Social implications

This research has implications for ensuring access to ED care, an important source of acute care generally and particularly for the underserved.

Originality/value

This research systematically evaluates home-hospital’s impact on ED crowding. Simulation modeling resulted in analytical results and allowed for evaluation of what-if scenarios providing recommendations for hospital FMs on their role in decreasing ED boarding.

Details

Facilities, vol. 34 no. 13/14
Type: Research Article
ISSN: 0263-2772

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Article
Publication date: 4 February 2014

Joshua Berman, Elizabeth Limakatso Nkabane, Sebaka Malope, Seta Machai, Brian Jack and William Bicknell

Hospital-based quality improvement (QI) programs are becoming increasingly common in developing countries as a sustainable method of strengthening health systems. The aim…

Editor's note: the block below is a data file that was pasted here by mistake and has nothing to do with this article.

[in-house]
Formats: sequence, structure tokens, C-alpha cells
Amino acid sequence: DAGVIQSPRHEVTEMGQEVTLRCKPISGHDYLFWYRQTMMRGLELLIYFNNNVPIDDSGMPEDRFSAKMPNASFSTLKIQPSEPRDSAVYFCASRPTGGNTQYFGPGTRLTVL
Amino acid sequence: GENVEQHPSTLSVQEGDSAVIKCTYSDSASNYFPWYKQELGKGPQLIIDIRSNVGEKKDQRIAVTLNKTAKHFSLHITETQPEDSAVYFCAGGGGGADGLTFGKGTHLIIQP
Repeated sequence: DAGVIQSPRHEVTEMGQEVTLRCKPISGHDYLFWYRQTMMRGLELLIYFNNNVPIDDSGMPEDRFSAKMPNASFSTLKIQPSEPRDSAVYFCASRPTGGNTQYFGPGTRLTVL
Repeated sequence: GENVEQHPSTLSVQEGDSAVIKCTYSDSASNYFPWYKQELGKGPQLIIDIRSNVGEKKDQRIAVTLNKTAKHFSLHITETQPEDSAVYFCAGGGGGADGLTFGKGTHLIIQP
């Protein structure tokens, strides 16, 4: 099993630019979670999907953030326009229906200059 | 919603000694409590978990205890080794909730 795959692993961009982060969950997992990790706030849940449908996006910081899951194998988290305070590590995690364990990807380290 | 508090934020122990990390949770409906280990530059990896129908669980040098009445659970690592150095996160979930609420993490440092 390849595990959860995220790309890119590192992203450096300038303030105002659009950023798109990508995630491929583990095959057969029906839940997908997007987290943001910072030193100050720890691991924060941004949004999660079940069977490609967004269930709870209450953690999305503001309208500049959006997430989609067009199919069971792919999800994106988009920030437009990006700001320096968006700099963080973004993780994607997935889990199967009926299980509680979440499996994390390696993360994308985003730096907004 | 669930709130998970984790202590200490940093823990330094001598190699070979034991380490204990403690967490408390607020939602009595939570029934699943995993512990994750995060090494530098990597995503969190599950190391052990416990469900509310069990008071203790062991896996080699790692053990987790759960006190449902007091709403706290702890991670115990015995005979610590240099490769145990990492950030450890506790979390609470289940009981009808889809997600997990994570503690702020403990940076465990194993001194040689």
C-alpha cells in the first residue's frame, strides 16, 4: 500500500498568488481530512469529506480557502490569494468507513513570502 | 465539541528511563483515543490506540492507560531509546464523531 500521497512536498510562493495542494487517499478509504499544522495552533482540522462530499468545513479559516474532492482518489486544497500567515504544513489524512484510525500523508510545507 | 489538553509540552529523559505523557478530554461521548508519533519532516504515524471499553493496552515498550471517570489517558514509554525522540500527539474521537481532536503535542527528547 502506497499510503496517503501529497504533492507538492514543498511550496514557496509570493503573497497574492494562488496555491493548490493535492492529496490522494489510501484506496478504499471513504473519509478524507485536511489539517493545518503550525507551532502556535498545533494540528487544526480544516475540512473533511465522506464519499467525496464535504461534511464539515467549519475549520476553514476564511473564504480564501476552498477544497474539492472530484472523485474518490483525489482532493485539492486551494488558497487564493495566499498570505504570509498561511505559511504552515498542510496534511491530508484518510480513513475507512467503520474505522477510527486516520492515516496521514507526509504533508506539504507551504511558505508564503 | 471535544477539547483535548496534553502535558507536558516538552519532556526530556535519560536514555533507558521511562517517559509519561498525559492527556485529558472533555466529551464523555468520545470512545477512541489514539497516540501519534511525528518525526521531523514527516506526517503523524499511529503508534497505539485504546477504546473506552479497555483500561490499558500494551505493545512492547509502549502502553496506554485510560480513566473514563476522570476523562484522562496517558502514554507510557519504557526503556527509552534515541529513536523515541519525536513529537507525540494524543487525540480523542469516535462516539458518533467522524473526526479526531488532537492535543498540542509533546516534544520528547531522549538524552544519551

Abstract

Purpose

Hospital-based quality improvement (QI) programs are becoming increasingly common in developing countries as a sustainable method of strengthening health systems. The aim of this paper is to present the results and lessons learned from a QI program in a large, rural, district hospital in Lesotho, Southern Africa.

Design/methodology/approach

Over a 15-month period, a locally-relevant, hospital-wide QI program was developed and implemented. The QI program consisted of: planning meetings with district and hospitals staff; creation of multi-disciplinary QI teams; establishment of a QI steering committee; design and implementation of a locally appropriate QI curriculum; and monthly consultation from technical advisers. Initial QI programming was developed in three distinct areas: maternity care, out-patient care, and referral systems.

Findings